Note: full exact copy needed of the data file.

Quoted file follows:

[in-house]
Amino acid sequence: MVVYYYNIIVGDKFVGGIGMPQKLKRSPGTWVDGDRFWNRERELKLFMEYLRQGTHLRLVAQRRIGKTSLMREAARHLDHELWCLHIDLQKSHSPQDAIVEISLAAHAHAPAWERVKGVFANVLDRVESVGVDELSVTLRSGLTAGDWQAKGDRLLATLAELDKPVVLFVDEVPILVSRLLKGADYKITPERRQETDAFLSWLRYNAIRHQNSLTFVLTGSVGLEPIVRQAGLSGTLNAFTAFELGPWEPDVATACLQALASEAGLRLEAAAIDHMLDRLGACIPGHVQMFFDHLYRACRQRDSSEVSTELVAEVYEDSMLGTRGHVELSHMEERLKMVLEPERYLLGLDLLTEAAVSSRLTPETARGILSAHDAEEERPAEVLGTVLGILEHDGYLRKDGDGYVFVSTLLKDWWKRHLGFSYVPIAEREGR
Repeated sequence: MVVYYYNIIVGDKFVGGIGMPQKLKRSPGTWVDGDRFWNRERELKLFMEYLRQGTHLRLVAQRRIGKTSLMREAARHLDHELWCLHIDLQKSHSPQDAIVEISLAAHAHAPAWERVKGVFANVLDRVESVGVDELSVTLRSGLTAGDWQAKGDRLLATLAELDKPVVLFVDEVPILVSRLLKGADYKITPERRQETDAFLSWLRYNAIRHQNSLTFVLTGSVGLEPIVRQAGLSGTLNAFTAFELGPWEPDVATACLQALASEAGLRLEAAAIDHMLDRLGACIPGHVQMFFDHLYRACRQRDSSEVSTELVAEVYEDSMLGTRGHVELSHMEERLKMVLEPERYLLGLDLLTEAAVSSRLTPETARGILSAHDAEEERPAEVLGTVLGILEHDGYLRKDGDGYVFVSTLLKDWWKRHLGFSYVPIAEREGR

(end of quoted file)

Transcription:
[in-house]
Amino acid sequence: MVVYYYNIIVGDKFVGGIGMPQKLKRSPGTWVDGDRFWNRERELKLFMEYLRQGTHLRLVAQRRIGKTSLMREAARHLDHELWCLHIDLQKSHSPQDAIVEISLAAHAHAPAWERVKGVFANVLDRVESVGVDELSVTLRSGLTAGDWQAKGDRLLATLAELDKPVVLFVDEVPILVSRLLKGADYKITPERRQETDAFLSWLRYNAIRHQNSLTFVLTGSVGLEPIVRQAGLSGTLNAFTAFELGPWEPDVATACLQALASEAGLRLEAAAIDHMLDRLGACIPGHVQMFFDHLYRACRQRDSSEVSTELVAEVYEDSMLGTRGHVELSHMEERLKMVLEPERYLLGLDLLTEAAVSSRLTPETARGILSAHDAEEERPAEVLGTVLGILEHDGYLRKDGDGYVFVSTLLKDWWKRHLGFSYVPIAEREGR
Repeated sequence: MVVYYYNIIVGDKFVGGIGMPQKLKRSPGTWVDGDRFWNRERELKLFMEYLRQGTHLRLVAQRRIGKTSLMREAARHLDHELWCLHIDLQKSHSPQDAIVEISLAAHAHAPAWERVKGVFANVLDRVESVGVDELSVTLRSGLTAGDWQAKGDRLLATLAELDKPVVLFVDEVPILVSRLLKGADYKITPERRQETDAFLSWLRYNAIRHQNSLTFVLTGSVGLEPIVRQAGLSGTLNAFTAFELGPWEPDVATACLQALASEAGLRLEAAAIDHMLDRLGACIPGHVQMFFDHLYRACRQRDSSEVSTELVAEVYEDSMLGTRGHVELSHMEERLKMVLEPERYLLGLDLLTEAAVSSRLTPETARGILSAHDAEEERPAEVLGTVLGILEHDGYLRKDGDGYVFVSTLLKDWWKRHLGFSYVPIAEREGR